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Kevin Schnepf, Published August 30 2013

NDSU pulls off 24-21 upset

MANHATTAN, Kan. – It may not be worthy of a Sports Illustrated cover, but North Dakota State’s football team made a statement of historic proportions Friday night.

With what many will consider a shocking 24-21 win over FBS power Kansas State, NDSU crafted what arguably could be its most significant regular-season win during its 119 years of football.

Was this the biggest win in program history?

“It’s hard to say,” said an elated Gene Taylor, NDSU’s athletic director who has saw his football program post upsets over Minnesota, Kansas and Colorado State before Friday night. “But this is the Big 12 champions and it’s the first time they lost an opener since 1989. It was an incredible effort by our kids.”

OK. It certainly wasn’t the first time David slew Goliath in the college football world.

And it certainly wasn’t as shocking as Appalachian State’s 34-32 win at No. 5 Michigan back in 2007.

That was a bombshell that graced the cover of Sports Illustrated: “All-time upset,” trumpeted the headline acknowledging the first time an FCS team knocked off a ranked FBS team.

And it was the year Appalachian State went on to win its third straight FCS national championship.

Are you starting to see the connection?

Fresh off its all-time upset over a No. 26-ranked Kansas State, the NDSU can now focus on winning its third straight FCS championship.

So let the comparisons officially begin of the two most successful FCS programs.

Let’s start by comparing the quarterbacks who helped engineer the two “all-time upsets.”

Back in 2007 before 109,218 fans in what is known as the “Big House” of Michigan, Appalachian State quarterback Armanti Edwards threw for 277 yards and three touchdowns and rushed for 62 yards and one touchdown.

Friday night before a season-opening record crowd of 53,351 in the house that Kansas State Coach Bill Snyder built, Bison quarterback Brock Jensen was masterful after the Bison fell behind 21-7 in the third quarter. He ended up completing 21 of 30 passes for 165 yards, but it’s what he did in the game-winning drive that left the Kansas State crowd stunned.

Jensen, the senior who has a chance to win one more national title than Appalachian’s Edwards did, engineered an 80-yard, 18-play, 8 minute and 30 second game-winning drive. When he spun left, bounced off a Kansas State tackler and fell into the end zone from one yard out, NDSU capped its amazing comeback leading by 3 points with 28 seconds remaining.

In 2007 in Michigan, Appalachian State running back Kevin Richardson rumbled for 88 yards.

Friday night, Bison running back Sam Ojuri ran for 127 yards. And no carry was bigger than his 66-yard romp when the Bison were pinned on their own 2-yard line. It set up a field goal that cut the Kansas State lead to 21-17 late in the third quarter.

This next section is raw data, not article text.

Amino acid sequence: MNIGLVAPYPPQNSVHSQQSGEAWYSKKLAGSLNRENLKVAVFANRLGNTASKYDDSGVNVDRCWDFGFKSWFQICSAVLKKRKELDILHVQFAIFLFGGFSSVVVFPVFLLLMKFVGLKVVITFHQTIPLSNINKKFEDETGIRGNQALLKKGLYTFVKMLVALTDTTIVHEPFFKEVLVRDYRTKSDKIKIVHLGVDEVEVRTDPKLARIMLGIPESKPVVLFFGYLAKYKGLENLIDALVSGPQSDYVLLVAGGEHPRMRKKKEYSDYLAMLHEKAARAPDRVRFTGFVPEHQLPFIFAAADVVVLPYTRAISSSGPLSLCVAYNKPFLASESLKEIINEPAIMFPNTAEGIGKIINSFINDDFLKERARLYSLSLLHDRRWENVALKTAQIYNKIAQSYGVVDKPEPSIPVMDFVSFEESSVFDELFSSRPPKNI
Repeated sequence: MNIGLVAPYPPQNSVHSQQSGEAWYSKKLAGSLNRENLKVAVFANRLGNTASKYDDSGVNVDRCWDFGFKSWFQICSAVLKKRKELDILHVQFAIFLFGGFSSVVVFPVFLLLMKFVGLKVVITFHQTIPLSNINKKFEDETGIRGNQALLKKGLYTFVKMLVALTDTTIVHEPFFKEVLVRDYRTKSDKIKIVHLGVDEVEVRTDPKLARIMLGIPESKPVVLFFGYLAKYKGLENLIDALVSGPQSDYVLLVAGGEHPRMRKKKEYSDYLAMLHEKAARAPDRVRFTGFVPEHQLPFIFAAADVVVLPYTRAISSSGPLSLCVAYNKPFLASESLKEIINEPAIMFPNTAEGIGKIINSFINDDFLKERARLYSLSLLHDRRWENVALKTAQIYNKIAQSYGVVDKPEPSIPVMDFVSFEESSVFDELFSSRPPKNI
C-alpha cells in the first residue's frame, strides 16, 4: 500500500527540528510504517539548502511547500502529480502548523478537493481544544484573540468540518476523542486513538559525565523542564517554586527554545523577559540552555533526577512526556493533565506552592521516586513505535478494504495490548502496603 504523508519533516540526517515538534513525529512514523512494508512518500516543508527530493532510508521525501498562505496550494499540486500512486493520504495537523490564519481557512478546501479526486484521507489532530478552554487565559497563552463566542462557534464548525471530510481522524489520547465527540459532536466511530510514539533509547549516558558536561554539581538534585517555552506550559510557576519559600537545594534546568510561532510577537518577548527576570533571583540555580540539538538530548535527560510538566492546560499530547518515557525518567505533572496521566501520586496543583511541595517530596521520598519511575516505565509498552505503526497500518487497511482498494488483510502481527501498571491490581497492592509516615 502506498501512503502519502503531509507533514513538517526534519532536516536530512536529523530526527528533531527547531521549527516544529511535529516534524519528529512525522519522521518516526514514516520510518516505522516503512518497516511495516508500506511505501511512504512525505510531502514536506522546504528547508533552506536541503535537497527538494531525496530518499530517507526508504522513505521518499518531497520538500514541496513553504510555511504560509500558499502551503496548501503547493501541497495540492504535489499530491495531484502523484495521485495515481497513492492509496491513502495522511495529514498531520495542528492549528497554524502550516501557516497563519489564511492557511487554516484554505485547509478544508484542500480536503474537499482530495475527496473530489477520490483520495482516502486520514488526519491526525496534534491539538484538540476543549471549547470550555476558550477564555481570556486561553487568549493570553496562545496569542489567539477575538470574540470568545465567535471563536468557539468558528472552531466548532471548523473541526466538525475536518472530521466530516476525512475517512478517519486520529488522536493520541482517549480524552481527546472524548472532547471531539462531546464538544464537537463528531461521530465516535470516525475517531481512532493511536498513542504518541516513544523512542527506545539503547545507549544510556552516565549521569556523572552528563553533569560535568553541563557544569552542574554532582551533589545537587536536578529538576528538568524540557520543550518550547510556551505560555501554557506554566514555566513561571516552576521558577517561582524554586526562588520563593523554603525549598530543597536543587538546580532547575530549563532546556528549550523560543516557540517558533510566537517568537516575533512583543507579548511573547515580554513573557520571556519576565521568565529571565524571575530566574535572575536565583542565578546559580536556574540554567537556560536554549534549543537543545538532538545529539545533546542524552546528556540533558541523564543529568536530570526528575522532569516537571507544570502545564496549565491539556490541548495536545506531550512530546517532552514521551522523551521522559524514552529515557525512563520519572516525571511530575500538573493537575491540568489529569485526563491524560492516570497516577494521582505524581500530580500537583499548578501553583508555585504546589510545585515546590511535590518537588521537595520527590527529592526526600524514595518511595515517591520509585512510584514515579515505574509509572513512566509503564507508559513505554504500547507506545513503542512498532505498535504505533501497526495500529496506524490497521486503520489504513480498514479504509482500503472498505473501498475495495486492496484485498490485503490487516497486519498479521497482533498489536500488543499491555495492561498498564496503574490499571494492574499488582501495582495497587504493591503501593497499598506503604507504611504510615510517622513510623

Now Ojuri has his sights set a third straight national title, just like Richardson.

In 2007, Appalachian State wide receiver Dexter Myles Jackson caught two touchdown passes, one of them captured on that Sports Illustrated cover.

Friday night, Bison wide receiver Ryan Smith – the 5-foot-7 sparkplug from Wahpeton, N.D. – caught eight passes for 72 yards and one touchdown. His 13-yard reception helped set up a touchdown that cut the Kansas State lead to 21-14.

In 2007, Appalachian State got some huge plays from its defense. None was bigger than safety Corey Lynch blocking Michigan’s field goal attempt in the waning seconds to preserve the upset.

Friday night, the Bison got their big defensive plays after falling behind 21-7. Somehow, the defense adjusted after junior college transfer quarterback Jake Waters carved them up for more than 200 yards passing. In the final 25 minutes of the game, the Bison defense did not allow Kansas State to score.

There were no bigger stops than a sequence of plays when Kansas State was threatening to expand its 21-17 lead.

Danny Luecke, the Fargo South walk-on, came up with a first-down sack. Travis Beck and Carleton Littlejohn teamed up for a second-down sack. On third down, Beck leaped over a blocker, forcing Waters out of the pocket, eventually leading to a sack. That forced a punt to set up NDSU’s game-winning drive.

But we would be remiss not to mention that after its win at Michigan, Appalachian State lost two games during the regular season.

The Mountaineers lost their fourth game of the season at Wofford 42-31. Just as a reminder, the Bison’s fourth game of the season is at rival South Dakota State, the team picked to finish second behind the Bison in the Missouri Valley Conference.

The Mountaineers also lost their seventh game of the season to Georgia Southern 38-35. NDSU’s seventh game of the season is at Southern Illinois, where its only win in three tries during the Division 1 era was last year’s 9-3 slugfest.

But for now, the Bison are going to savor this win – the biggest regular-season win it has ever pulled off.

“They are an extremely tough football team … they played harder than we did and they outplayed us,” said Snyder, who conducted a postseason press conference while scheduled fireworks were exploding outside in the stadium named after him.

In the end, it was the Bison who lit the fireworks Friday night.